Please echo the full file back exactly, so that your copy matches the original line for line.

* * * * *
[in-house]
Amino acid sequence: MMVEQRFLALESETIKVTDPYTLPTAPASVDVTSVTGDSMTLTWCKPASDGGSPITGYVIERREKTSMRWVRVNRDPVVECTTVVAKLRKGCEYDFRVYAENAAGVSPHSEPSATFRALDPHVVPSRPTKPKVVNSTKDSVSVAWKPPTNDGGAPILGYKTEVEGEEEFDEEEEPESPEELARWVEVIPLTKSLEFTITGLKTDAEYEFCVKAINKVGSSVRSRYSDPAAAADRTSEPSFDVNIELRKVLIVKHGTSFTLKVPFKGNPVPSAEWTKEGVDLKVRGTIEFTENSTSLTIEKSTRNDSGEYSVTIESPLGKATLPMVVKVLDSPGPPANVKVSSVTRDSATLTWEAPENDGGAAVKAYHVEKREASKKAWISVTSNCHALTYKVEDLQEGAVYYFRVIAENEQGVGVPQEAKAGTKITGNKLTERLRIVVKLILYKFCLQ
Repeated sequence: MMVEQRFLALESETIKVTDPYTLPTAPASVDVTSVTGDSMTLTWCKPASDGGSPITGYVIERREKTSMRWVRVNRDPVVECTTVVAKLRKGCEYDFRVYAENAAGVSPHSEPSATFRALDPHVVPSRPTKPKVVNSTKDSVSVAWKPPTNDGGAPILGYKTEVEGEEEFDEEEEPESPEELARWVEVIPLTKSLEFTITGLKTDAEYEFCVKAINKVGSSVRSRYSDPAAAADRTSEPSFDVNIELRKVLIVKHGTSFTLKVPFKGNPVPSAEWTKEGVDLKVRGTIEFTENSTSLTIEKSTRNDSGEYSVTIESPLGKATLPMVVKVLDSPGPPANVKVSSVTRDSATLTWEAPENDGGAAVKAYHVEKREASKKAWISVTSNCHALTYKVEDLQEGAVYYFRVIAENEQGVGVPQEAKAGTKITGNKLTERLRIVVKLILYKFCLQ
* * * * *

[in-house]
Amino acid sequence: MMVEQRFLALESETIKVTDPYTLPTAPASVDVTSVTGDSMTLTWCKPASDGGSPITGYVIERREKTSMRWVRVNRDPVVECTTVVAKLRKGCEYDFRVYAENAAGVSPHSEPSATFRALDPHVVPSRPTKPKVVNSTKDSVSVAWKPPTNDGGAPILGYKTEVEGEEEFDEEEEPESPEELARWVEVIPLTKSLEFTITGLKTDAEYEFCVKAINKVGSSVRSRYSDPAAAADRTSEPSFDVNIELRKVLIVKHGTSFTLKVPFKGNPVPSAEWTKEGVDLKVRGTIEFTENSTSLTIEKSTRNDSGEYSVTIESPLGKATLPMVVKVLDSPGPPANVKVSSVTRDSATLTWEAPENDGGAAVKAYHVEKREASKKAWISVTSNCHALTYKVEDLQEGAVYYFRVIAENEQGVGVPQEAKAGTKITGNKLTERLRIVVKLILYKFCLQ
Repeated sequence: MMVEQRFLALESETIKVTDPYTLPTAPASVDVTSVTGDSMTLTWCKPASDGGSPITGYVIERREKTSMRWVRVNRDPVVECTTVVAKLRKGCEYDFRVYAENAAGVSPHSEPSATFRALDPHVVPSRPTKPKVVNSTKDSVSVAWKPPTNDGGAPILGYKTEVEGEEEFDEEEEPESPEELARWVEVIPLTKSLEFTITGLKTDAEYEFCVKAINKVGSSVRSRYSDPAAAADRTSEPSFDVNIELRKVLIVKHGTSFTLKVPFKGNPVPSAEWTKEGVDLKVRGTIEFTENSTSLTIEKSTRNDSGEYSVTIESPLGKATLPMVVKVLDSPGPPANVKVSSVTRDSATLTWEAPENDGGAAVKAYHVEKREASKKAWISVTSNCHALTYKVEDLQEGAVYYFRVIAENEQGVGVPQEAKAGTKITGNKLTERLRIVVKLILYKFCLQ